Bodies in museums: The moral standing and displaying of the dead

Sophia Calugay
The Department of Archaeology, School of Geosciences, Meston Building, Old Aberdeen, AB24 3UE
s.d.calugay.10 [at]
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Cover Photo: A photograph of the victims of Pol Pot’s totalitarian regime at the Choeung Ek Killing Fields memorial park, Phnom Penh, Cambodia. (Authors Own 2007).

Cover Photo: A photograph of the victims of Pol Pot’s totalitarian regime at the Choeung Ek Killing Fields memorial park, Phnom Penh, Cambodia. (Authors Own 2007).


Archaeologists frequently come into contact with human remains. However, issues regarding the treatment of the dead, whether through scientific investigation or display, remain contentious topics. In this essay, I will attempt to summarise the broad theoretical discourse regarding the moral concerns over the treatment of the dead and the display of human remains in museums. I will first address the two opposing world views that affect how various groups interpret and respect the dead, identifying the dualistic and materialistic scientific community on the one side, animistic indigenous communities and pagan groups on the other. Due to the sensitive nature of the subject in my reflection on the topic I shall discuss two other issues concerning the dead, these include the circulation of their photographs online and in the media, as well as the relationship between tourists and displayed human remains.

Are human remains ‘Persons’ and is it necessary to display human remains?

(Current debates)

More than a 130 museums in Britain hold in their care large quantities of human remains, the Natural History Museum, London, has over 20,000 remains alone (Brooks and Rumsey, 2007). In 1998, the Museum of London held an exhibition entitled London Bodies, showcasing a large collection of more than 18,000 human skeletal remains from the museum’s archaeology department (Swain, 2002, p98). The purpose was to reveal how Londoners have changed in appearance through time, with reference to the archaeological record (ibid. p98). Similarly, in 2007 the Manchester Museum hosted their exhibition, Lindow Man: A Bog Body Mystery, for the third time, due to its popularity (Alberti et al. 2009).

There are a number of moral and ethical questions which must be addressed by researchers and museum staff in their everyday encounter with the dead. These questions concern the moral duties of archaeologists, the way in which the dead are ‘wronged’, and how museums should store, handle and display human remains.

How do we respect the dead? There are two valid standpoints here, some of the communities from which remains are said to have originated argue for their repatriation and reburial instead of being in display cases in institutions. Archaeologists, on the other hand, argue the importance of analysing human remains, but with a degree of ‘respect’ guided by their code of ethics. We see that respect is a matter of relativity in this case.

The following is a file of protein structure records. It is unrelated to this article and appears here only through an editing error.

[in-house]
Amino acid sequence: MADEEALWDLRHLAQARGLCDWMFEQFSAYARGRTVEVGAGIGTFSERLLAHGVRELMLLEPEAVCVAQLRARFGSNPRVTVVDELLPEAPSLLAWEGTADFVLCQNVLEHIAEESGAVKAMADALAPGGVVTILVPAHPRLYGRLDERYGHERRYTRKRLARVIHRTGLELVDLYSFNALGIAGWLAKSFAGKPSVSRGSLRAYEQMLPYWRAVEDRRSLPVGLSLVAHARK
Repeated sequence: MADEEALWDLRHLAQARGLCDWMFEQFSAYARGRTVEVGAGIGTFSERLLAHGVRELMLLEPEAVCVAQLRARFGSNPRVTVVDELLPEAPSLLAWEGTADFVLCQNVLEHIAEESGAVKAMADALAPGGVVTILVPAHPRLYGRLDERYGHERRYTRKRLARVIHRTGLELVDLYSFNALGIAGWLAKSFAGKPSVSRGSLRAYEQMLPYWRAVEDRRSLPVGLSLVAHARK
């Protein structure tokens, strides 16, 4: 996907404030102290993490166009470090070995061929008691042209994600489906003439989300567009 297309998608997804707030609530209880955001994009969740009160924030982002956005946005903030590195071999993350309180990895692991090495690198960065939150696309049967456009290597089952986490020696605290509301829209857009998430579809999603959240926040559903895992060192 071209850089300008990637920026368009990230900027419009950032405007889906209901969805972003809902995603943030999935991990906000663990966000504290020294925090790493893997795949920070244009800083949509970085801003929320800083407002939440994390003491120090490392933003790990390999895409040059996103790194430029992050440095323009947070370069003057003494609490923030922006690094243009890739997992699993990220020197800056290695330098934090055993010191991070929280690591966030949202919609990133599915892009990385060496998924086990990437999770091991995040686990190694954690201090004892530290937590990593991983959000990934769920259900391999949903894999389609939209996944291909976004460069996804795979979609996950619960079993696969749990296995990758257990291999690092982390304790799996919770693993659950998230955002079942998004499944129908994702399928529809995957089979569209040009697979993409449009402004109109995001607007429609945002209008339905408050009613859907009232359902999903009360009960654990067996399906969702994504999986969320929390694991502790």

Beinkowski (2006) sees it essential for archaeologists to delve into the various attitudes that we hold towards mind, body and consciousness. This is because of the importance in the relationship between these, in terms of the core role that it holds in understanding the world view of the culture at hand, and their attitudes towards the dead. There are four basic world views, the first of which is dualism (Beinkowski, 2006). French philosopher Rene Descartes explicated that human beings have two separate substances, Mind and Body. This view had a key role in the enlightenment, and from the 17th century impacted the development of science, guiding the disciplines of archaeology and museology. The second is materialism, where only Body or Matter exists. There is a claim that this has led to philosophy and science becoming increasingly materialist, a trend continuing today. Thirdly is idealism; only mind or spirit exists, everything else being an illusion. This world-view is considered to have been largely ignored by contemporary western philosophy and science. Finally, animism: Mind and Matter always go together and everything is simply part of Nature (Beinkowski, 2006). Indigenous cultures and pagan groups fall into this category (Alberti et al. 2009; Bain and Wallis 2006). Pagans are coined as ‘new indigenes’ by Bain and Wallis (2006, p4) due to their shared world views with indigenous peoples, ‘whose re-enchantment practices involve engaging with nature as alive with spirits… multiple deities and other beings‘ (ibid. p4).